Simanaitis Says

On cars, old, new and future; science & technology; vintage airplanes, computer flight simulation of them; Sherlockiana; our English language; travel; and other stuff


YESTERDAY IN Part 1, I gleaned Automotive News tidbits of one sort or another. This continues today in Part 2 with crystal ball views of our automotive future clear out to 2025, and opinions (including mine) about autonomous Ferraris and public testing of experimental automotive technology.

What’s Coming? The October 11, 2021, issue of Automotive News has a “Future Product Pipeline” supplement stretching from this year through 2025 for automakers extending alphabetically from Acura (e.g., a coming 2024 EV crossover) to Volvo (e.g., a 2023 S90 redesign). Others include a Maserati MC20 in 2021 and a Ford Electric Explorer in 2023.

Is Your Electrical Receptacle Ready? Automotive News, October 4, 2021, has a 3 1/2-page feature on “Charging Forward,” subtitled “EVs and plug-in hybrids dominate some 5-year plans.”

Here are some (relatively) new names on the list: Bollinger (boxy SUV, pickup), BrightDrop (GM’s commercial EV unit), Cruise Origin (GM/Honda self-driver), Faraday (still afloat after fresh $1 billion), Fisker Ocean (built in Austria), Genesis (China to here…), Karma (ex-Fisker, now EV), Lordstown Endurance (recycled GM facility), Lucid (its Air Dream Edition is EPA-rated at 520 miles), Polestar (Geely/Volvo EV), Ram ProMaster (large van, Ram truck division of Stellantis né Chrysler), and Rivian (Amazon already ordered 100,000 of its delivery vans).

Ya can’t tell ya EVs widdouta program… or an Automotive News.

Tesla Cybertruck. One I’m waiting to see (though not particularly lusting for) is the Tesla Cybertruck. Automotive News notes, “The wedge-shaped pickup has been delayed to late 2022, with volume production not coming until late 2023. Tesla CEO Elon Musk says the ramp-up will be complicated by the amount of new technology coming to the pickup. Crucially the delay means Ford will beat the Cybertruck to market with its electric F-150.”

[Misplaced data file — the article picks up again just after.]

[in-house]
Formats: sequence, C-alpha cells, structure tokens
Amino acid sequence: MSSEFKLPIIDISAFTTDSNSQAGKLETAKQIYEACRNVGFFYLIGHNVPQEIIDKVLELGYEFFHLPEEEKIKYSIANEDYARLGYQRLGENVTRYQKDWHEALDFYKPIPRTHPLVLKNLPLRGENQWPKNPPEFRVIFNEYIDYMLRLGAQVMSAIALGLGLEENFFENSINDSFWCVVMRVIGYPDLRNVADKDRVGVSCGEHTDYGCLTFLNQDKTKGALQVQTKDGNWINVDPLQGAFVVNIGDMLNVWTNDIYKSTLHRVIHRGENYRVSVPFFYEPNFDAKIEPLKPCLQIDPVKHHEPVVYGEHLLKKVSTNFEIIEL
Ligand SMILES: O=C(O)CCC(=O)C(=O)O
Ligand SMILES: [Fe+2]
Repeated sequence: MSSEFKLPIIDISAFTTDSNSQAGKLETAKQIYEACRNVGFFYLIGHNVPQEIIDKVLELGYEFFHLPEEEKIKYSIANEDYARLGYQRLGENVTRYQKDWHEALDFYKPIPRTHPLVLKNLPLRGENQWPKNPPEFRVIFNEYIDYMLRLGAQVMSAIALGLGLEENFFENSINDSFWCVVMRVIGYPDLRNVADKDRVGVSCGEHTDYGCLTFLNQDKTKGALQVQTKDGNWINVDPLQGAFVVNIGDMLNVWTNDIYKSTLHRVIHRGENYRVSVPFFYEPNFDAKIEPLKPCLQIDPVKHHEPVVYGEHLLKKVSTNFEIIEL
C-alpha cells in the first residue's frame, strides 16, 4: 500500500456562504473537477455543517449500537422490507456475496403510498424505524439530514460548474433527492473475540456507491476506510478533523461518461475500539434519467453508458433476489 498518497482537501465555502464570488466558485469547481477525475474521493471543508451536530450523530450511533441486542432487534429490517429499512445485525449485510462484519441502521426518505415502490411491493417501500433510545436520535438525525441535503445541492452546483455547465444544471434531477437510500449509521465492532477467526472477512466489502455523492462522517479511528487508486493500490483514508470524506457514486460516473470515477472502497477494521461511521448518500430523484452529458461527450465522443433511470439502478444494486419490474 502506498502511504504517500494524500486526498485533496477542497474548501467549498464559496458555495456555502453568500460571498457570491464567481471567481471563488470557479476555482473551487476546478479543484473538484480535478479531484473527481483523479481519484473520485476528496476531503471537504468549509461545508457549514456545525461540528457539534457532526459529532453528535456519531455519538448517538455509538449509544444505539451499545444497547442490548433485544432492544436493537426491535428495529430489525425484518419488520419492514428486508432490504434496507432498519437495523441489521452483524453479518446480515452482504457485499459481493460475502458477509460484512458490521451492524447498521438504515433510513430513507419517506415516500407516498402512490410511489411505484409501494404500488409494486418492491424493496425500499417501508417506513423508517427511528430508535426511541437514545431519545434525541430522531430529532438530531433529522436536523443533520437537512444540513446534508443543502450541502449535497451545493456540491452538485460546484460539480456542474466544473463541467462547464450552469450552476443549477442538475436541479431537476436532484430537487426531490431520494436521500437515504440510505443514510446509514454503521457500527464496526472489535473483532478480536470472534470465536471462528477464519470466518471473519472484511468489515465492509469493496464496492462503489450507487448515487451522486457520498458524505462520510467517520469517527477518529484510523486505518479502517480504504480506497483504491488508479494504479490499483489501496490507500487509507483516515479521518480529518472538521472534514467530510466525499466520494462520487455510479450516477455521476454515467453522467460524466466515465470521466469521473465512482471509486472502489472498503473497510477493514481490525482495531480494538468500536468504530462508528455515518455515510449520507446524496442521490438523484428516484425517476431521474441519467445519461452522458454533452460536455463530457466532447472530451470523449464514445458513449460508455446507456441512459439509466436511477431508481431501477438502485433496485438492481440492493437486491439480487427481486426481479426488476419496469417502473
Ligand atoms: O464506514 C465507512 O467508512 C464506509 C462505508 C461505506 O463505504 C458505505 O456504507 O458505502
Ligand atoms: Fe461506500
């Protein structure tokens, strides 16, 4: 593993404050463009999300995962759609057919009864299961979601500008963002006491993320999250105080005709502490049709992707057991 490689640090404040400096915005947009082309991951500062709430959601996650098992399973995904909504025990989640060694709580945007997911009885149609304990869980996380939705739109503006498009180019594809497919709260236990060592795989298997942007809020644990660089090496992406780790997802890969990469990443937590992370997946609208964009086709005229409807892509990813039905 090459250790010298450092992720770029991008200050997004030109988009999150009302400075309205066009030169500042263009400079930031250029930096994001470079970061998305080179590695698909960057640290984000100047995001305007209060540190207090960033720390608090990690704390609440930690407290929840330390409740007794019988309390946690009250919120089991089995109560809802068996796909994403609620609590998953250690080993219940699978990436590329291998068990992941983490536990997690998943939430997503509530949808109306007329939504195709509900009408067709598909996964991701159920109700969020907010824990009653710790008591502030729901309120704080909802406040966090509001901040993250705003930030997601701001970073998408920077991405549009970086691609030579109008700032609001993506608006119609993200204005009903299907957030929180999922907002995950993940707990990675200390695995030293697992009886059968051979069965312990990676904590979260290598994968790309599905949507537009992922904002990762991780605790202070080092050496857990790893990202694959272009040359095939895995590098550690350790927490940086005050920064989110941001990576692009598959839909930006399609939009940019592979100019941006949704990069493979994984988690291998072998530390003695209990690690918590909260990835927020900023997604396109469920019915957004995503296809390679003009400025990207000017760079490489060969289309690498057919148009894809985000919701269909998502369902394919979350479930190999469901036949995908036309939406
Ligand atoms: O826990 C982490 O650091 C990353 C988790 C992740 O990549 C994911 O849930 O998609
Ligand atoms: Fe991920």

Tesla Cybertruck

No problem, I predict, what with the EV F-150s conventional shape.

Ferrari Self-Driver?? Automotive News, October 4, 2021, carries a headline, “Musk, Elkann: Self-driving Ferraris Not Right.”  We all know this first guy; and John Elkann is the CEO of Stellantis.

Each spoke at Italian Tech Week. Automotive News cites Bloomberg: Both auto execs are “bullish about nuclear power and agree that solar energy is the best long-term solution.” 

Neither thinks much of autonomous Ferraris: “The essence of having a Ferrari,” Elkann said, “is to drive it.” 

“While cars replaced horses,” Automotive News writes, “there are still occasions that people use the animals for transportation. ‘It’s on the logo,’ Musk said of Ferrari, eliciting applause.” 

I concur. It’s bad enough that exotic cars have computer shifting. I know, I know; so do Hammi and the other guys. (What’s “double-clutching,” Grandpa?)

My Street a Proving Ground?? A brief item in Automotive News,, October 4, 2021, disturbs me: “Cruise and Waymo Win Permits for Commercial AV Service in California.” Automotive News writes, “The permits allow the companies to charge money and receive compensation from operating autonomous vehicles, though only in designated portions of the Bay Area.”